Image of "Fall Tilling," painting by Warren Chang

Fall Tilling
Oil on canvas by Warren Chang, 34” x 40” (2010)
Courtesy of the artist. ©Warren Chang

Fall Tilling recently won Best of Show in the 2013 RayMar Fine Art Competition. Except for the cell phone and Coke clutched by the female figure in the foreground of the painting, this characteristic Monterey County scene could have been painted using the same essential elements—mountains, fields, workers—at any time in the past 200 years. Chang’s reply to a question about the meaning of his works could have come from John Steinbeck, a writer who demurred when asked about the meaning of his books. “No one interpretation is necessarily more accurate than another,” says Chang. “You have the freedom to take from each painting what you will.”  Ut pictura poesis: the visual arts, like literature, create images that invite us to draw our own conclusions.

David Ligare’s Paintings from the Pastures of Heaven

Unlike John Steinbeck and Warren Chang, David Ligare is not a Monterey County native. Born in Oak Park, Illinois, he traveled to Los Angeles to study at the Art Center College of Design. From there—inspired, he recalls, by the writings of John Steinbeck and Robinson Jeffers—he moved to Monterey County, where he lived and worked in a small house on the Big Sur coastline, experimenting “as young artists do, with new styles and concepts.”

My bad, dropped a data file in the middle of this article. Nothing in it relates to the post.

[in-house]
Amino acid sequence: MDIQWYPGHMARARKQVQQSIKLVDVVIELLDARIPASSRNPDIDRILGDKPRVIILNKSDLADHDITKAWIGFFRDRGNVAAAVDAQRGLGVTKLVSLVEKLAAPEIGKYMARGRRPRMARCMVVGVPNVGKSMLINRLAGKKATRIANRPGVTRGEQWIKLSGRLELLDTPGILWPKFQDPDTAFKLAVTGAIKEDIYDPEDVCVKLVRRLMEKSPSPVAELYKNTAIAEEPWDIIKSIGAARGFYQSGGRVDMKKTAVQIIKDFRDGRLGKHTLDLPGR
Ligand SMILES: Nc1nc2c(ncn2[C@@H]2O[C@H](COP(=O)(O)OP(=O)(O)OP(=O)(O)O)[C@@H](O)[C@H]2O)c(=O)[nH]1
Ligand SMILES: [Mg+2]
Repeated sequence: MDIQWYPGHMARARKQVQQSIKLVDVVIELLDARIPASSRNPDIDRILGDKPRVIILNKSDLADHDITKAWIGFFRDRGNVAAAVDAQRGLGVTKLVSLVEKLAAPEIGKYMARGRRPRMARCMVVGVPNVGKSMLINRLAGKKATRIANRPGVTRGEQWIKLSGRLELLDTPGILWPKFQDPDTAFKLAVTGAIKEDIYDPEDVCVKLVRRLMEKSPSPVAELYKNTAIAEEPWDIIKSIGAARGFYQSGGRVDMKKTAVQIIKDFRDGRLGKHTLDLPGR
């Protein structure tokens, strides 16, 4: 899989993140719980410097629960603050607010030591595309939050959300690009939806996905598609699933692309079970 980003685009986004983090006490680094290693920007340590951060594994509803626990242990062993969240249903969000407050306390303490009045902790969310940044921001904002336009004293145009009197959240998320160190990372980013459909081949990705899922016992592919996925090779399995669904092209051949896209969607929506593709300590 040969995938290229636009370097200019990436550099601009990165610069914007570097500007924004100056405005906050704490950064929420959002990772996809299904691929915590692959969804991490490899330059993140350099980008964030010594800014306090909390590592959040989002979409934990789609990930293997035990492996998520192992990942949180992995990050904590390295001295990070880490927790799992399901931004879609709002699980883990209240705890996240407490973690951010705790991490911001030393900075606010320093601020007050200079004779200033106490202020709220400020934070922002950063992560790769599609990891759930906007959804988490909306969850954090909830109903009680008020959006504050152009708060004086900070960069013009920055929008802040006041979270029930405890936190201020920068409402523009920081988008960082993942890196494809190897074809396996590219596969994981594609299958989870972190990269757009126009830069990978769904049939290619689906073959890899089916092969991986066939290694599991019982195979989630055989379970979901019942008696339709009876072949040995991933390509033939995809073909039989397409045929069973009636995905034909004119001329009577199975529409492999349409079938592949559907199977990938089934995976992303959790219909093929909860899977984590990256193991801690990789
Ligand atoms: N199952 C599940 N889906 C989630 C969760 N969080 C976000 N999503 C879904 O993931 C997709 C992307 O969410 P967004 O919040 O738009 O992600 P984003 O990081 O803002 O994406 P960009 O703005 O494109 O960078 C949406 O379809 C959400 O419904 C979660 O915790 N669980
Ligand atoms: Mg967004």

Ligare’s experimentation led to a distinctive style that he describes as “Post-Modern, Neo-Classical American,” weaving contemporary retelling of Greek myths into landscapes that are instantly familiar to Monterey County residents. His paintings have appeared in numerous solo exhibitions and can be found in the collections of New York’s Museum of Modern Art, the Fine Arts Museums of San Francisco, the Gabinetto Disegni e Stampe degli Uffizi in Florence, and the Thyssen-Bornemisza Museum of Art in Madrid.